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Dell versus Apple Case Essay

Dell and Apple both manufacture and sell personal computers and small electronics, direct to customers.  Each has a significant online presence.

Internet Strategy

Dell is an e-commerce company, selling its products primarily as an online retailer.  The company built its entire business model on just-in-time manufacturing for individual orders placed through its website.  For Dell, internet strategy is synonymous with business strategy.

Apple relies heavily on a distribution network in physical retail stores, as well as selling its products through etailers such as Amazon.com.  Its website is primarily an advertising and customer education vehicle.  Apple’s broader marketing strategy is based on customization to customer preference – including whether to purchase products online or in a store.

Website Objectives

Dell uses its website as its primary sales platform.  Customer interaction, education, and after-sales support all takes place online.  The website is Dell’s storefront and is the entire face of the company to the outside world.

Apple’s website is designed to educate and excite its customers.  Through slick graphics and attention to aesthetics, it directs customers to learn more about each of its new offerings.  It also offers free software downloads, and drives traffic to iTunes and to physical stores.

 Maximizing Online Presence

Dell’s website is enormous.  It also issues

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press releases and works to get its products reviewed by major sites such as Cnet. Because it caters heavily to business customers, it also has developed an online supplier network that corporations can integrate into their intranets.

Apple focuses on online commercials using the latest web technologies.  It attempts viral marketing through YouTube, especially through it’s “I’m a Mac” series of ads.  And its iTunes and iPhone applications hold customers’ attention through delivering entertainment.

Marketing Capabilities

Critical Success Factors

Dell must be responsive to its corporate customers and easy to contact for ongoing support.  Without a brick-and-mortar presence, the company must work hard to be accessible.

Apple needs to anticipate the latest trends and stay ahead of the curve.  It must predict rapid changes in technology and fashion, so it needs to deeply understand its customers.


Dell, traditionally a desktop PC manufacturer, faces threats from mobile devices such as Apple’s iPhone and from increasingly demanding, sophisticated consumers.  Apple is always the operating system underdog, and faces continuous threats from Microsoft and growing threats from Linux, as well as from other small electronics manufacturers.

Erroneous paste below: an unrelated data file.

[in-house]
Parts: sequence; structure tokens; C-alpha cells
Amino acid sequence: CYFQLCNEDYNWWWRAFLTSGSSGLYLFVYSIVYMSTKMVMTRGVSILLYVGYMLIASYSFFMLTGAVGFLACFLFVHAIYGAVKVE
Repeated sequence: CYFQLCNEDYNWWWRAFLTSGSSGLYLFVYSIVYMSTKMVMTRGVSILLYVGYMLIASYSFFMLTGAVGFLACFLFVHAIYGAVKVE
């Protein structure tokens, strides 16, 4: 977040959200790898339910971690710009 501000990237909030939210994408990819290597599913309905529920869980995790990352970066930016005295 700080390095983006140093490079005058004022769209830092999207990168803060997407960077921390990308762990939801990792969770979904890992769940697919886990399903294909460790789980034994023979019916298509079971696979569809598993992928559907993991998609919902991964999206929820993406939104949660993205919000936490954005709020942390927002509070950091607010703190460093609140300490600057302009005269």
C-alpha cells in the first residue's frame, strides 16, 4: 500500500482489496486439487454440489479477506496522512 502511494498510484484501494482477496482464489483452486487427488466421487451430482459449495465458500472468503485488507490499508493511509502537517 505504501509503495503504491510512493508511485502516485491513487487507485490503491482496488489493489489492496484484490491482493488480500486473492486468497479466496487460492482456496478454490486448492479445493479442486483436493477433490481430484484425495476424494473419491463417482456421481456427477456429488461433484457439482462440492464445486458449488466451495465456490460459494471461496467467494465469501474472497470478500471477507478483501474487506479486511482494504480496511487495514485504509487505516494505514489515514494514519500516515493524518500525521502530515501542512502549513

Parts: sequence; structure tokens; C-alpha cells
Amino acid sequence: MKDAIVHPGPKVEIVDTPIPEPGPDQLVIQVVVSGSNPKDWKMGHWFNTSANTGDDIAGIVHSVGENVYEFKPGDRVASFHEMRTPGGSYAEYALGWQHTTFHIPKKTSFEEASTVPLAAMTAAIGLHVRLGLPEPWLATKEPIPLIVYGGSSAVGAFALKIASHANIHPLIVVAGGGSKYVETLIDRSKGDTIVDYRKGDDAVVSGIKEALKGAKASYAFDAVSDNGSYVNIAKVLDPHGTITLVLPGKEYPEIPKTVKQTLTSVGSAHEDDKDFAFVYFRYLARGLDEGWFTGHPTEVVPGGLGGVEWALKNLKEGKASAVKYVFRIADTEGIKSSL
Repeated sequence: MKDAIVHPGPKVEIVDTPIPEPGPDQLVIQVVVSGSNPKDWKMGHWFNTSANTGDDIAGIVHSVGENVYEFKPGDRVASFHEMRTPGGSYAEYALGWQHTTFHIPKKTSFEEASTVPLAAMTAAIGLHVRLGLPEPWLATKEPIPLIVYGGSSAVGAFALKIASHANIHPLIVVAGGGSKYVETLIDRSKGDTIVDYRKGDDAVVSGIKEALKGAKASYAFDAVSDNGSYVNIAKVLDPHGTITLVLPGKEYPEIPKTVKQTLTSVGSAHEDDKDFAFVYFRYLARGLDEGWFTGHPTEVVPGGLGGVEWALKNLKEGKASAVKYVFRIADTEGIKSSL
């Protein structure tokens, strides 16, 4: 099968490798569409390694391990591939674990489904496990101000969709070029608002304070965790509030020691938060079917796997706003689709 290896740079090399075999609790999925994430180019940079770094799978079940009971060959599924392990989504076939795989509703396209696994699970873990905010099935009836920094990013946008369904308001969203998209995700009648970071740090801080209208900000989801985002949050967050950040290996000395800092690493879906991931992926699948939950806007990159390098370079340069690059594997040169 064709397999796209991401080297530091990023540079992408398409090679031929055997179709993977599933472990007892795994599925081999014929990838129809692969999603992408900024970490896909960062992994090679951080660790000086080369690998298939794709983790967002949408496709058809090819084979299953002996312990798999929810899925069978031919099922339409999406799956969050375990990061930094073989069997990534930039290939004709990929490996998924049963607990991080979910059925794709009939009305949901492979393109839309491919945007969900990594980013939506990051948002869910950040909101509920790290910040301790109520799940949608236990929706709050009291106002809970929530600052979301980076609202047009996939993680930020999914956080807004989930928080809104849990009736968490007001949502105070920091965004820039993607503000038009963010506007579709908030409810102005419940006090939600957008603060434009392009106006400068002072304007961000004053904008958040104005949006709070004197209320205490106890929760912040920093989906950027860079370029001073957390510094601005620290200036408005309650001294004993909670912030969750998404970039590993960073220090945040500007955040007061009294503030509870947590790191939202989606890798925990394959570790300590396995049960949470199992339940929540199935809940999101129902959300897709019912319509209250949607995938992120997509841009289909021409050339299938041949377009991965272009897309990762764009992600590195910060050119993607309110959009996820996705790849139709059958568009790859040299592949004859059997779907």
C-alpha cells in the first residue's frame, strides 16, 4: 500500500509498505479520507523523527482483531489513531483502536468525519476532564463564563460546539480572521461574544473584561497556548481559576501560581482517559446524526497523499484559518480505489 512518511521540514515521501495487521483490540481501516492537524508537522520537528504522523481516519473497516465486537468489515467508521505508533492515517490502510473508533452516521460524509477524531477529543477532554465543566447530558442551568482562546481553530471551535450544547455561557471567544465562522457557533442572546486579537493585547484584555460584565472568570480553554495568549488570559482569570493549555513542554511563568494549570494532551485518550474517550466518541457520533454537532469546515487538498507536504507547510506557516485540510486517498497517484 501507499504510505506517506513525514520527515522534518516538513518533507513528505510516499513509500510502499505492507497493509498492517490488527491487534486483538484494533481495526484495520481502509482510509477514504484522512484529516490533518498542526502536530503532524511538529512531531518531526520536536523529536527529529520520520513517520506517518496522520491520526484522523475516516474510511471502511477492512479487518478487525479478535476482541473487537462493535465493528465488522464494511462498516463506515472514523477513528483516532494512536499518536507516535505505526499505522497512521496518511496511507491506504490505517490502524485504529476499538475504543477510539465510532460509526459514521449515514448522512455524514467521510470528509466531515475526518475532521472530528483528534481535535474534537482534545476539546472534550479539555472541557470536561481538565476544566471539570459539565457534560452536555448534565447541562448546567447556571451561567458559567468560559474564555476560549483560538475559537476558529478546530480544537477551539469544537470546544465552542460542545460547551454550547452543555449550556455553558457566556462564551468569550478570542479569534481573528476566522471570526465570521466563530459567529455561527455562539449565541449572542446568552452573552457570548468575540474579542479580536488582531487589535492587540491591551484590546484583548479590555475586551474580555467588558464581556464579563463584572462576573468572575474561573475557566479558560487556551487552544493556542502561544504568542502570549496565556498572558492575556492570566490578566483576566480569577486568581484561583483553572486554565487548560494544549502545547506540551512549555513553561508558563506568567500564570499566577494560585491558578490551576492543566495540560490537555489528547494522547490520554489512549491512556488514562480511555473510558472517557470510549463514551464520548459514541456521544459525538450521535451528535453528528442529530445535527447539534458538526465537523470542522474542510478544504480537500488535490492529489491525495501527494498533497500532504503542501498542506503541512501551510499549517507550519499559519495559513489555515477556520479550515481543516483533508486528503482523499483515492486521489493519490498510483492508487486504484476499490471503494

Dell has developed an extensive supplier network and has a strong reputation with its corporate customers.  It can more easily branch into new technologies that large customers can order in bulk, with much lower risk than its competitors.  Apple has a marketplace coup with the iPhone, and has developed a “network effect” with its interchangeable accessories and applications.  It can leverage this to reach more customers with the latest gadgets.

Trust/Push Models

Dell has a built a significant base of trust.   It knows its customers very well, and has established itself as an expert in the industry through extensive product review articles and the tremendous amount of information available on its websites.

Apple uses a Selective Trust model, first presenting its consumers with the “latest” gadget, and then offering extensive video and photographic detail about that gadget.

Trust Based Marketing Strategies

Dell is particularly collaborative with its business customers.  It makes significant revenue from service contracts and from deep partnerships.  Customers can see tremendous amounts of information from its supply network, and customize the information they need.

Apple excels at customer focus.  The sheer volume of customizable accessories available for its products allows customers to have a unique experience.  Additionally, customers “buy in” to the Apple network of interchangeable accessories and software, creating a longer partnership than other small electronics manufacturers have managed.

Customer Satisfaction

Dell features customer ratings and reviews on each of its products.  Additionally, it’s possible to chat with a customer service agent online or to call a support hotline.

Apple uses video extensively for product demonstrations, training manuals, tips, and hints.  Customers can also go to an Apple store for help, or call or email the company.

Pricing and Strategy

Price is the first thing Dell tells its customers about its product.  Its search functions are powerful and often price-oriented; it clearly believes that its customers are value-conscious.

Apple appeals to its customers on the basis of aesthetics and the “cool” factor, whereas price is a secondary concern.  Apple highlights whatever is newest, slickest, and most popular, and shows high-quality video of the product.  It takes several clicks to find the price.


Each company is in the top tier of global business, and each has a sophisticated and effective online presence.  However, they use these sites for different purposes.  Dell’s website excels at fulfilling the function of online ordering and customer support, while Apple’s excels at educating and engaging customers.  As an online storefront, Dell’s website is best in class; as strictly a marketing tool, Apple’s website is more targeted and efficient.

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